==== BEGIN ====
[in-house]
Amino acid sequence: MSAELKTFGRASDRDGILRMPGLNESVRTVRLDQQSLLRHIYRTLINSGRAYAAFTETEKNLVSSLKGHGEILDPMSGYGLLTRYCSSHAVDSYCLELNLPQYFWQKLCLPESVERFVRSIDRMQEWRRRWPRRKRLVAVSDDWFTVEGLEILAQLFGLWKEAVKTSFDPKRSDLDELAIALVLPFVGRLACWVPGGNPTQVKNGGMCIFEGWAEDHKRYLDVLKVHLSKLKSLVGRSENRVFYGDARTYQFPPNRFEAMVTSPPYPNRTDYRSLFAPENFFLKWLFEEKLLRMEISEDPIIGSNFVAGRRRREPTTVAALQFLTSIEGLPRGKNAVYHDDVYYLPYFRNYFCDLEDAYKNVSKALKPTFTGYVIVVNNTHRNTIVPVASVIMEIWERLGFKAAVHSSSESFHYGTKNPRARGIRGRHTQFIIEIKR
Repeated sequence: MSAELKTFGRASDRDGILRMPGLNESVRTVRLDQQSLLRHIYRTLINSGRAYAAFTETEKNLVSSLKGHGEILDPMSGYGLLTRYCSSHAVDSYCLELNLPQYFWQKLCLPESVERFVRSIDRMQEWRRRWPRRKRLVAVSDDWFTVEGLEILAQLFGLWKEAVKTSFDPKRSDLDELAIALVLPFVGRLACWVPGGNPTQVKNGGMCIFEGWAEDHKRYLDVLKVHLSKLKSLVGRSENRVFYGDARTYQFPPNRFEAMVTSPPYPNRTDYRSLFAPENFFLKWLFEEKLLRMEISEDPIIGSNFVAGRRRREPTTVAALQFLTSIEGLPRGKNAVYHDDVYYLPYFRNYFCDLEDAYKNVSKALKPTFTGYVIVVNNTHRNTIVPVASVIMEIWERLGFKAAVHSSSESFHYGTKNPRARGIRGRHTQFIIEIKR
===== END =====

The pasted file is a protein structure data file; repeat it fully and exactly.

[in-house]
Amino acid sequence: MSAELKTFGRASDRDGILRMPGLNESVRTVRLDQQSLLRHIYRTLINSGRAYAAFTETEKNLVSSLKGHGEILDPMSGYGLLTRYCSSHAVDSYCLELNLPQYFWQKLCLPESVERFVRSIDRMQEWRRRWPRRKRLVAVSDDWFTVEGLEILAQLFGLWKEAVKTSFDPKRSDLDELAIALVLPFVGRLACWVPGGNPTQVKNGGMCIFEGWAEDHKRYLDVLKVHLSKLKSLVGRSENRVFYGDARTYQFPPNRFEAMVTSPPYPNRTDYRSLFAPENFFLKWLFEEKLLRMEISEDPIIGSNFVAGRRRREPTTVAALQFLTSIEGLPRGKNAVYHDDVYYLPYFRNYFCDLEDAYKNVSKALKPTFTGYVIVVNNTHRNTIVPVASVIMEIWERLGFKAAVHSSSESFHYGTKNPRARGIRGRHTQFIIEIKR
Repeated sequence: MSAELKTFGRASDRDGILRMPGLNESVRTVRLDQQSLLRHIYRTLINSGRAYAAFTETEKNLVSSLKGHGEILDPMSGYGLLTRYCSSHAVDSYCLELNLPQYFWQKLCLPESVERFVRSIDRMQEWRRRWPRRKRLVAVSDDWFTVEGLEILAQLFGLWKEAVKTSFDPKRSDLDELAIALVLPFVGRLACWVPGGNPTQVKNGGMCIFEGWAEDHKRYLDVLKVHLSKLKSLVGRSENRVFYGDARTYQFPPNRFEAMVTSPPYPNRTDYRSLFAPENFFLKWLFEEKLLRMEISEDPIIGSNFVAGRRRREPTTVAALQFLTSIEGLPRGKNAVYHDDVYYLPYFRNYFCDLEDAYKNVSKALKPTFTGYVIVVNNTHRNTIVPVASVIMEIWERLGFKAAVHSSSESFHYGTKNPRARGIRGRHTQFIIEIKR